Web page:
In theaters and On Demand April 16, 2021

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SENIOR MOMENT (2021)

March 25, 2021

Greetings again from the darkness. Making concessions to age is something all of us deal with … even former test pilots – although some of them might be a bit less inclined to adapt. Such is the case with Victor Martin. He’s in his 70’s and still enjoys ogling beautiful younger women and zipping around Palm Springs in his vintage Porsche convertible. Some might call it cliché or even pathetic, but Victor and his lifelong pal Sal Spinelli are enjoying life.

Director Giorgio Serafini is working from a script by co-writers Kurt Brungardt and Christopher Momenee, and the first thing viewers must overcome is the casting. See, Victor is played by William Shatner and Sal by Christopher Lloyd. Yep, Captain Kirk from STAR TREK and Doc Brown from BACK TO THE FUTURE are the senior citizen buddies living it up. Both actors seem to be having a good time, and seeing the two men on screen together is quite pleasing.

All good things come to an end, and when the city’s new DA cracks down on dangerous elderly drivers, Victor has his license revoked and his treasured car impounded. He’s frustrated, but by happenstance meets Caroline Summers (a terrific Jean Smart). The two are polar opposites, yet there’s a clear connection. She’s a former National Geographic photographer who now owns and runs the local Cuckoo Café – so named despite the titular time piece not being in working order. Caroline is a free-spirited former hippie, and her organic diet contrasts with Victor’s processed honey buns.

Victor admits he’s “still trying to figure out what I’m going to do when I grow up”, but he soon realizes his attraction to Caroline has impacted him more than he expected. It’s an awkward romance made more challenging by the presence of artist Diego Lozana (Esai Morales) and Caroline’s mystical belief in the story attached to the cuckoo clock. The film is loaded with lunacy and is not one that benefits from viewers who prefer thoughtful messages. This is designed to be mostly light-hearted fun with an element of late-in-life romance tossed in for good measure.

As a gift to its target audience, Ruta Lee (SEVEN BRIDES FOR SEVEN BROTHERS, 1954) makes a brief appearance, and of particular note is the final screen appearance by Kaye Ballard (she died at age 93). Also appearing in the supporting cast are Don McManus, Joe Estevez, and Jack Wallace. Maja Stojan plays Sonja, Caroline’s daughter, Carlos Miranda plays Pablo Torres, and director Serafini’s wife, LaDon Drummond makes an appearance as one of Victor’s former flings.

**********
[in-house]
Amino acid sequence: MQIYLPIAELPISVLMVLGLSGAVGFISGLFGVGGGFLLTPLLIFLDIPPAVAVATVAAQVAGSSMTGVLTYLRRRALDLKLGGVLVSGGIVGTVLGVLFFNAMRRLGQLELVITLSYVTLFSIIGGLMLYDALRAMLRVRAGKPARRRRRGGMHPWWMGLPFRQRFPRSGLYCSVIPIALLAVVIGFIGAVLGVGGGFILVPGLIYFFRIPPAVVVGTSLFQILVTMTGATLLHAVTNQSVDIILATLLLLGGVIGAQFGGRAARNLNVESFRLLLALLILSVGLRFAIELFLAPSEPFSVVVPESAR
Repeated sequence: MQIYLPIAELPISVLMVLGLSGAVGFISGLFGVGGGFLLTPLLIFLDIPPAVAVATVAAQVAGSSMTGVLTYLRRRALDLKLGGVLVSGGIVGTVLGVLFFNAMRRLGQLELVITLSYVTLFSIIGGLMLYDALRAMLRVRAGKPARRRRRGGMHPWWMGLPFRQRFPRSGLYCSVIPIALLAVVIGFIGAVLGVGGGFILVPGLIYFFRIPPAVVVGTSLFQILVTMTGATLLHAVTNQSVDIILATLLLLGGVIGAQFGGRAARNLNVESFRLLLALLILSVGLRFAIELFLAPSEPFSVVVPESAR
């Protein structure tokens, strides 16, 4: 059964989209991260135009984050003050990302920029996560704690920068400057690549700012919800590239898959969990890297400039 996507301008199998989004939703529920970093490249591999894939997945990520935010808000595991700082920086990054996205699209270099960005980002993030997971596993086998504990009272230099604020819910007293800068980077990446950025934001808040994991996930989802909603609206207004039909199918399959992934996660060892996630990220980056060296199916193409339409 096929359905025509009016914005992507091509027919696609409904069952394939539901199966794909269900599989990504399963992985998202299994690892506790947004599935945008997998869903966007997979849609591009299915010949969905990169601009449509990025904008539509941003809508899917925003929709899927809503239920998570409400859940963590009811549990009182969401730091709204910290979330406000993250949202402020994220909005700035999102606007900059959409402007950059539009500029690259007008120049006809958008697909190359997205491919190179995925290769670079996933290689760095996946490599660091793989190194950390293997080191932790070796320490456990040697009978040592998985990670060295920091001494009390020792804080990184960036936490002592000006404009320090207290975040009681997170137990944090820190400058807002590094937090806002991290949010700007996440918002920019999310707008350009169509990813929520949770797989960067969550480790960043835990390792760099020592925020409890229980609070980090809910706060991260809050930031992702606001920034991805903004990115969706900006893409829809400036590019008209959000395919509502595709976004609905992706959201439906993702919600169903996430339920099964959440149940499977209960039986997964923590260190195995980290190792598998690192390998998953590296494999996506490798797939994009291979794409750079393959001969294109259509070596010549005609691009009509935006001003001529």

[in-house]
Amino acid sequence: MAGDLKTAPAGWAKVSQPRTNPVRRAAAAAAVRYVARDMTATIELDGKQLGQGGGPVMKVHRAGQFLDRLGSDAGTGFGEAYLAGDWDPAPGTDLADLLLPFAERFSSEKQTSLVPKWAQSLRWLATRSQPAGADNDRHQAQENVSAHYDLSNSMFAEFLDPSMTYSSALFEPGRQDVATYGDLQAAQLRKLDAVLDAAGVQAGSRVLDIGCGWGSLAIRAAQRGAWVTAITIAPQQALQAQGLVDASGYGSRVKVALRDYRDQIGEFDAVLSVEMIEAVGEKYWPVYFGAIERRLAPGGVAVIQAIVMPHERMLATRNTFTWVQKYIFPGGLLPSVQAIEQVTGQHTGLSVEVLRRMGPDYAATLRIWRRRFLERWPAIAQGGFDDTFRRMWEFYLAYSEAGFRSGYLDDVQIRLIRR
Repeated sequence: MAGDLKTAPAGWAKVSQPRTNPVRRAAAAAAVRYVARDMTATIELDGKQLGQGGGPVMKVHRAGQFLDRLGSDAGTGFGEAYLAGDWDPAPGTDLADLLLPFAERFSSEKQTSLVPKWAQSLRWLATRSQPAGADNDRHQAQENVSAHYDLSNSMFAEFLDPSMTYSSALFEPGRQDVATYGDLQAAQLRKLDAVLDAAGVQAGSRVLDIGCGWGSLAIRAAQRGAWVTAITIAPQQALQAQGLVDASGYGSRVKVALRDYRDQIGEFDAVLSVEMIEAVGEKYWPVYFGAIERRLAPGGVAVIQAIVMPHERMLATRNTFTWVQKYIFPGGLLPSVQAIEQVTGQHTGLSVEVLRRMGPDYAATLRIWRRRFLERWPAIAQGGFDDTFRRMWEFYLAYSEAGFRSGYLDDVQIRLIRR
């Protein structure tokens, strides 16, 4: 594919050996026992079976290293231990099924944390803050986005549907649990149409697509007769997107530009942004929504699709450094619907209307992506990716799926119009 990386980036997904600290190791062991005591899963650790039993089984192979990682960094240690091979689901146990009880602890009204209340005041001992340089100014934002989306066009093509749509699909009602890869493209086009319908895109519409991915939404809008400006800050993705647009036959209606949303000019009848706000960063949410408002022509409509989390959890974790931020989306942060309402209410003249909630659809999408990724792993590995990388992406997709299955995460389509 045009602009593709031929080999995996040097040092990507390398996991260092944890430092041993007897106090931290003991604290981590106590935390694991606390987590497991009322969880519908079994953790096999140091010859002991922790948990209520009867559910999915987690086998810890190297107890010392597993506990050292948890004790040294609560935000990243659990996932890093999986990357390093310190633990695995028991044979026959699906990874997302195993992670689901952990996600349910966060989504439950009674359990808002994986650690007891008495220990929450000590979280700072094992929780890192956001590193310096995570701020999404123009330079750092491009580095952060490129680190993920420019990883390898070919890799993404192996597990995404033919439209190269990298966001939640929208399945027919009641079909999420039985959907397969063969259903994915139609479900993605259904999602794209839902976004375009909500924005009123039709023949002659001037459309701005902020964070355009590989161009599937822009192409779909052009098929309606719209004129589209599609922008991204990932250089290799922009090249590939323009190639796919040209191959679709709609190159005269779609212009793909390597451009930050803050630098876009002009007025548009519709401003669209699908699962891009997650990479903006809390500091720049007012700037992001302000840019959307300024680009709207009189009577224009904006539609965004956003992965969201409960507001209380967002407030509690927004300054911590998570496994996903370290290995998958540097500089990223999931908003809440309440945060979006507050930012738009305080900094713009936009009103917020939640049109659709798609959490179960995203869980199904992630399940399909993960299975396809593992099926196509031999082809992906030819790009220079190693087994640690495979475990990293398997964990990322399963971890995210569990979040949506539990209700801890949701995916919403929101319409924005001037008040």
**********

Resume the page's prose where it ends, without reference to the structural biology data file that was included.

The film has faced numerous delays since it wrapped, and lead William Shatner just recently turned 90 years of age. It’s rare when a movie involves a broken cuckoo clock and a tortoise photo, but it’s even less common for the focus to be on humor and a romance between senior citizens. This is one that plays to its intended audience, and doesn’t much care about the rest.

In theaters and On Demand on March 26, 2021

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WILD MOUNTAIN THYME (2020)

December 10, 2020

 Greetings again from the darkness. While I have Irish ancestors, the uproar of the Irish press over the accents in the film is a bit puzzling to me. Any frequent movie watcher can tell you that cinema history is filled with actors giving difficult accents their best shot – and the results have ranged from ‘spot’ on to ‘not even close’, and everything in between. As a Texan, I can vouch for the sometimes cringe-inducing ‘not close’ efforts, but I’ve never judged a film by such trivial matters. Why do I start with this? Only to get it out of the way in order to have a more meaningful discussion of the latest film from writer-director John Patrick Shanley (DOUBT, 2008, and an Oscar winner for the MOONSTRUCK screenplay, 1987). It’s based on his 2014 Broadway play, “Outside Mullingar”.

After the breathtaking shots of the Irish countryside over the opening credits, we learn of two neighboring farms belong to the Muldoons and the Reillys. Rosemary Muldoon (Emily Blunt) and Anthony Reilly (Jamie Dornan) have known each other their entire lives, and it’s been assumed by locals that they would someday marry each other. Their elderly parents are dying off, yet what prevents the relationship from deepening beyond “Good morning to ya’” is Anthony’s bizarrely awkward social skills compounded by his constant bickering with his father (Christopher Walken), and his belief in a family curse. The two men still mourn the passing of Anthony’s mother, and Rosemary has her own sadness to deal with … while growing a bit antsy waiting for Anthony to come around.

Anthony’s father is concerned that the family name is in danger of ending, due to his reticence to marry. Because of this, dad decides to give the family farm to another relative. The fun kicks off when Adam (Jon Hamm) arrives. Adam is the stereotypical “Yank” – arrogant and showy, with only a romantic notion of what being an Irish farmer means. If that’s not bad enough news for Anthony, Adam also sets his sights on Rosemary and convinces her to visit him. He can’t imagine how the excitement of New York City contrasted with daily life in Ireland won’t win her over.

We don’t actually see any real farming in the movie, and Anthony’s sullen act gets a bit tiresome, but the message is conveyed well by Ms. Blunt and Mr. Dornan. Filmmaker Shanley has delivered more of a romantic drama than romantic comedy, but there are humorous moments included, not the least of which being Anthony’s practice proposal to a donkey. Ms. Blunt proves again what a fine actor she is, and her sequence inside her home in the final act is terrific. As for the accents, Mr. Dornan’s holds up the best, while Mr. Walken’s downright comical, but the story and characters are what we remember when this one ends … unless, of course, you are part of the Irish media.

In theaters and On Demand November 11, 2020

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THE PROM (2020)

December 3, 2020